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We love funnel metrics. You should, too. They will gain you access to executive leadership at the highest levels of your company and earn you big, fat pay raises and promotions. What's not to like?
Oh, yeah, the math stuff. Don't worry. This will be clear and fun.
First, a little trick. Your funnel focus reveals your level of B2B measurement maturity. Newbies to B2B measurement focus on top-of-funnel metrics: How much traffic? How many leads?
Seasoned B2B marketers focus on metrics that provide context.
Your place on the Funnel Maturity Continuum?
You can break measurement into two broad groups: counts and comparisons.
Both are useful. In fact, you can't get comparisons until you have counts.
The 'How Many' and 'How Much' Measurements
- The volume for each funnel stage over time. This metric answers the simple questions "how many?" and "how much?" How many automation-qualified leads? How much pipeline?
You can ask these questions over various timeframes (e.g., month, quarter, year-to-date) for each stage of your funnel. Scale depends on reaching sufficient quantities. However, volume does not always equal growth and profit, something that is hard to see without more context.
- The unit cost for each stage. This metric looks at volumes for a given stage and asks how much each item costs. Most marketing teams measure the unit cost, with cost-per-lead being universal and customer acquisition cost being a close second. Measuring how much it costs you to create a set of outcomes will put those outcomes into useful perspective.
These unit costs serve as a sanity-check. Is the unit cost reasonable given the likely downstream conversion rate and the revenue per unit? Again, looking at the trending of this metric over time can also be helpful. However, don't over-value this metric. Lower unit cost often correlates to lower conversion rates or smaller deal sizes (or both).
- Timeframe. This metric asks how long it takes for prospects to move from one funnel stage to another. You can't project revenue or profit contribution accurately without taking this measurement into account. When timeframes grow longer, that should be a prompt for you to understand why. Often, you can address the obstacle and reduce the cycle time.
- The unit lifetime value for each stage. Lifetime value reflects the expected profit or gross profit over the expected life of the customer. The idea is to take a more holistic view of the value side of the equation. In some ways, that view of the value contribution has probably spurred the current account-based marketing phenomenon as marketers started to understand what sales has known for years: Not all leads or accounts have equal value. And when the likely value is higher, you can afford to invest more to acquire such targets.
Those counts provide a foundation for more telling measurements that make comparisons between the following counts.
The Priceless Comparison Measurements
If you took your lead volume from 500 to 5,000 per year, it would seem as though you were doing a fantastic job. But that's where context comes in. What if the leads didn't close? What if you used to generate 10,000 leads a month, but similar companies generated 20,000 per month? You see the problem? Context is everything. Context comes from comparisons. Here are my favorites.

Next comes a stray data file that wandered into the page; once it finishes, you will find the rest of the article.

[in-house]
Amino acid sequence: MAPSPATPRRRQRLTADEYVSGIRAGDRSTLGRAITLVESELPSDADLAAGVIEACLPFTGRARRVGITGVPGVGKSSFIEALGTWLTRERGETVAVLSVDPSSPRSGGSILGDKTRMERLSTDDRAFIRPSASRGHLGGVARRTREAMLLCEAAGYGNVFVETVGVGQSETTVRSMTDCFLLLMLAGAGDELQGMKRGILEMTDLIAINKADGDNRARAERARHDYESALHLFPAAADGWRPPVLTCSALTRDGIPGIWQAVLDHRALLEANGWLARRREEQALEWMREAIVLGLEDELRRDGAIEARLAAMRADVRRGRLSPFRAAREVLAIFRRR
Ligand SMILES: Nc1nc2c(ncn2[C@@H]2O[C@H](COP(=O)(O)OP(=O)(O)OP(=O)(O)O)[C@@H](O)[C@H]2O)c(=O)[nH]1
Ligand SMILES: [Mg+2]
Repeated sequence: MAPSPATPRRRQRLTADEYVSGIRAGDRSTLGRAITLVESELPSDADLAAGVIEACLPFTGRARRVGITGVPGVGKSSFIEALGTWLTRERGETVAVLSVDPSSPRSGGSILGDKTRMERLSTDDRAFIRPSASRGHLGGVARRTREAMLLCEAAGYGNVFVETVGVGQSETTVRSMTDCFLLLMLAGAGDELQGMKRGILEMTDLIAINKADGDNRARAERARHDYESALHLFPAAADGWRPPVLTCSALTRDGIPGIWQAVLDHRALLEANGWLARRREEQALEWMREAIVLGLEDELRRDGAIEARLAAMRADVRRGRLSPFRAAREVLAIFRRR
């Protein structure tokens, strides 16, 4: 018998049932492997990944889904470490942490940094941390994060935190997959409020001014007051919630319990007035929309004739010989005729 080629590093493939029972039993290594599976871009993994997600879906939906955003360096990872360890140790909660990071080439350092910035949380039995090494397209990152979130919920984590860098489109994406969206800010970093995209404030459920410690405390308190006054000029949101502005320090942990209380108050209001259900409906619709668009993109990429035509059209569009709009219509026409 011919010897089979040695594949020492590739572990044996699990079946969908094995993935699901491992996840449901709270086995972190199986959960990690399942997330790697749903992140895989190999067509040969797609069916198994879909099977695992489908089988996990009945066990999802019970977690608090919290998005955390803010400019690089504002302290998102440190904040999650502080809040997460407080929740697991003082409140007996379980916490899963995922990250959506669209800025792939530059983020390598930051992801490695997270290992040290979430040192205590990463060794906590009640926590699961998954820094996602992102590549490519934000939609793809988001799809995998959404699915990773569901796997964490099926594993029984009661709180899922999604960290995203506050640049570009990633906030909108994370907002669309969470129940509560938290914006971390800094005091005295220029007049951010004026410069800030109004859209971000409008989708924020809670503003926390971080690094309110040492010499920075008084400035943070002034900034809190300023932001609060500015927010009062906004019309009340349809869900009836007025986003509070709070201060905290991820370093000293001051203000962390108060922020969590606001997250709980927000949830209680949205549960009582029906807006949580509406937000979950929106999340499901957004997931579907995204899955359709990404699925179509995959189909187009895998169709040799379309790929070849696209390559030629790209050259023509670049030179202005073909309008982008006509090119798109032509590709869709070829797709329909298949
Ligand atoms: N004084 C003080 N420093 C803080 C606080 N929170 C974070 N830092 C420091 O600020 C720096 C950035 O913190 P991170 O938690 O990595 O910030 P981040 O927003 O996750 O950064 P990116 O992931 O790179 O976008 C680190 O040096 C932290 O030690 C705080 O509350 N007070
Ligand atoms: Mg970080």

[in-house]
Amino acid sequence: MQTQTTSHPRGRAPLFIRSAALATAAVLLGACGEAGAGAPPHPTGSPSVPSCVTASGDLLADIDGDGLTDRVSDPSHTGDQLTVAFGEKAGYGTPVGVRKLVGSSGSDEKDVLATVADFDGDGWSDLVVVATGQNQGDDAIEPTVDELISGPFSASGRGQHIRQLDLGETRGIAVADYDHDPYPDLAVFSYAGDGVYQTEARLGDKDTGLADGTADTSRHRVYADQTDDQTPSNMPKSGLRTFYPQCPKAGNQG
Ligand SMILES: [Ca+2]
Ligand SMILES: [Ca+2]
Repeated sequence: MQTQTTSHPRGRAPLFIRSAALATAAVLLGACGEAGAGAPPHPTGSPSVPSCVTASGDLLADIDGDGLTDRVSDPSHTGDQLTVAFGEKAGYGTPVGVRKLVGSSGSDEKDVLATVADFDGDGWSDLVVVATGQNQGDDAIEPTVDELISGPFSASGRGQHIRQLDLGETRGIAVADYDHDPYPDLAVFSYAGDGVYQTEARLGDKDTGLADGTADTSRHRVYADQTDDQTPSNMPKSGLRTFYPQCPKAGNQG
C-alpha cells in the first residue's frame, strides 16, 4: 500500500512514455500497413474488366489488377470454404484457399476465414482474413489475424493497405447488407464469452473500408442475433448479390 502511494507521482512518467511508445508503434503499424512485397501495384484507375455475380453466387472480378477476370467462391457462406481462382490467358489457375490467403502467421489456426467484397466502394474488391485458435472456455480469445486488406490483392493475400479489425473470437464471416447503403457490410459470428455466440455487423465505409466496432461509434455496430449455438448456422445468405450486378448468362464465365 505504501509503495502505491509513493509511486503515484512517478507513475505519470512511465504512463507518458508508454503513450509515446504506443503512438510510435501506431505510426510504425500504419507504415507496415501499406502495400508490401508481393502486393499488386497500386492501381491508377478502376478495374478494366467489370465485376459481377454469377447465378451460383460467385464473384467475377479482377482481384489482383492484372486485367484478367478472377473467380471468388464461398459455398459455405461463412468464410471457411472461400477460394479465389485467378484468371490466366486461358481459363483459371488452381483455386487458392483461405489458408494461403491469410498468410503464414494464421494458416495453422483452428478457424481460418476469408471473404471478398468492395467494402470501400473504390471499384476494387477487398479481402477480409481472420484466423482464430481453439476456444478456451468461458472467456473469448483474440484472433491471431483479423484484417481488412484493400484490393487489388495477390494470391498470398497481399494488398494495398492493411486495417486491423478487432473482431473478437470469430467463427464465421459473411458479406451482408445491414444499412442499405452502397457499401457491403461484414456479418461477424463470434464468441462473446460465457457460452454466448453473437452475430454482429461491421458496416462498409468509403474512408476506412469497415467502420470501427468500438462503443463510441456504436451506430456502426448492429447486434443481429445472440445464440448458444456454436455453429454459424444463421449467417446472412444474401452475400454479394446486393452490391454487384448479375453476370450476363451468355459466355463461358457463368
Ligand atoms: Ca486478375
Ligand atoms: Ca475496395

- The conversion of each stage into downstream stages. It's important to know how many and how much. It's more important to understand the movement from one stage to another. Conversion rates between stages help you isolate why downstream conversions are increasing or decreasing.
- The revenue/cost ratio. Comparing the revenue to the cost at each stage puts both the cost and the revenue into context and answers the question, What's the return on investment? The better this ratio is, the better job you are doing. Of course, there are occasions when speed to market and market share matter more than profit, especially for startups and emerging technologies. Still, you want this ratio to be as good as it can be, given your objectives.
- Lifetime value/cost ratio. Comparing over the life of the customer the expected revenue or profit with the cost of acquisition gives you more context than initial revenue and costs. This metrics helps you minimize our human tendency to be shortsighted.
- Baselines. Baselines are statistically meaningful volumes for each stage that allow you to compare what you are doing now with what you have done in the past. Over time, as sufficient volumes occur, baselines help you answer the question, To what degree are you making things better? Career advancements and big bonuses reside here.
- Benchmarks. Benchmarks allow you to compare your funnel metrics with those of the best companies in your class. This kind of measurement allows you to see what's possible. Before Jim Ryan broke the four-minute mile, everyone thought running four-minute miles was beyond the grasp of human achievement. After he broke the record, however, four-minute miles became commonplace.
Benchmarks can have that same kind of impact on performance, lifting your mind to go higher than you thought possible. It's important, though, to compare your company with (a) the best companies and (b) the best companies in your class. Too many benchmarks show what everyone is doing. Who cares? You want to see what the best comparable companies are doing.
Looking at those metrics can tell you where you are leaking revenue. Considering the complexity of B2B, such a diagnostic is hugely beneficial.
For a deeper look at how to use those metrics, get the free e-book, "How to Scale Your Demand Operations."